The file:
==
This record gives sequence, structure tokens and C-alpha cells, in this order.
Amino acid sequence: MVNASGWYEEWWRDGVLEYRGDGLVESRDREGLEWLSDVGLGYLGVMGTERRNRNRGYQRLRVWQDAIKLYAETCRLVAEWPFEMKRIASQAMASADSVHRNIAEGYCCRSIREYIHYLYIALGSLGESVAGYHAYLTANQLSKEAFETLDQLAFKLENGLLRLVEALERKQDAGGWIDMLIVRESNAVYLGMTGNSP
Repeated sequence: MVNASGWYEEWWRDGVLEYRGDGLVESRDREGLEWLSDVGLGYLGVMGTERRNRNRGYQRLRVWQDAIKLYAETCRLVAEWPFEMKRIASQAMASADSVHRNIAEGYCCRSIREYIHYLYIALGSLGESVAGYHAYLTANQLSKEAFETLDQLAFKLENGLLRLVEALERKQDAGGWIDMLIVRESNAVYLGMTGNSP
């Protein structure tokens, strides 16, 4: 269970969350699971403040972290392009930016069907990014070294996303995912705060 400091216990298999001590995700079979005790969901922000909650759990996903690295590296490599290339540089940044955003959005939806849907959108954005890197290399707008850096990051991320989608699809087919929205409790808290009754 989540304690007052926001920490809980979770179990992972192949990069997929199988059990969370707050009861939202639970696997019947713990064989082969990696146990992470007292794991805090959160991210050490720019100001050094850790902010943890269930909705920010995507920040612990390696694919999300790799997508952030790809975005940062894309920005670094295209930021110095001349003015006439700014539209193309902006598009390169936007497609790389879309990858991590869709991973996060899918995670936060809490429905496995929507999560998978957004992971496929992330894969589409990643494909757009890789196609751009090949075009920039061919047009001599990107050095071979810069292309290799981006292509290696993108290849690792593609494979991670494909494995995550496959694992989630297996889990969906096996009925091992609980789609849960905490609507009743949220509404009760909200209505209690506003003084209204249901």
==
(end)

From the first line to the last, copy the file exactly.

This record gives sequence, structure tokens and C-alpha cells, in this order.
Amino acid sequence: MVNASGWYEEWWRDGVLEYRGDGLVESRDREGLEWLSDVGLGYLGVMGTERRNRNRGYQRLRVWQDAIKLYAETCRLVAEWPFEMKRIASQAMASADSVHRNIAEGYCCRSIREYIHYLYIALGSLGESVAGYHAYLTANQLSKEAFETLDQLAFKLENGLLRLVEALERKQDAGGWIDMLIVRESNAVYLGMTGNSP
Repeated sequence: MVNASGWYEEWWRDGVLEYRGDGLVESRDREGLEWLSDVGLGYLGVMGTERRNRNRGYQRLRVWQDAIKLYAETCRLVAEWPFEMKRIASQAMASADSVHRNIAEGYCCRSIREYIHYLYIALGSLGESVAGYHAYLTANQLSKEAFETLDQLAFKLENGLLRLVEALERKQDAGGWIDMLIVRESNAVYLGMTGNSP
């Protein structure tokens, strides 16, 4: 269970969350699971403040972290392009930016069907990014070294996303995912705060 400091216990298999001590995700079979005790969901922000909650759990996903690295590296490599290339540089940044955003959005939806849907959108954005890197290399707008850096990051991320989608699809087919929205409790808290009754 989540304690007052926001920490809980979770179990992972192949990069997929199988059990969370707050009861939202639970696997019947713990064989082969990696146990992470007292794991805090959160991210050490720019100001050094850790902010943890269930909705920010995507920040612990390696694919999300790799997508952030790809975005940062894309920005670094295209930021110095001349003015006439700014539209193309902006598009390169936007497609790389879309990858991590869709991973996060899918995670936060809490429905496995929507999560998978957004992971496929992330894969589409990643494909757009890789196609751009090949075009920039061919047009001599990107050095071979810069292309290799981006292509290696993108290849690792593609494979991670494909494995995550496959694992989630297996889990969906096996009925091992609980789609849960905490609507009743949220509404009760909200209505209690506003003084209204249901």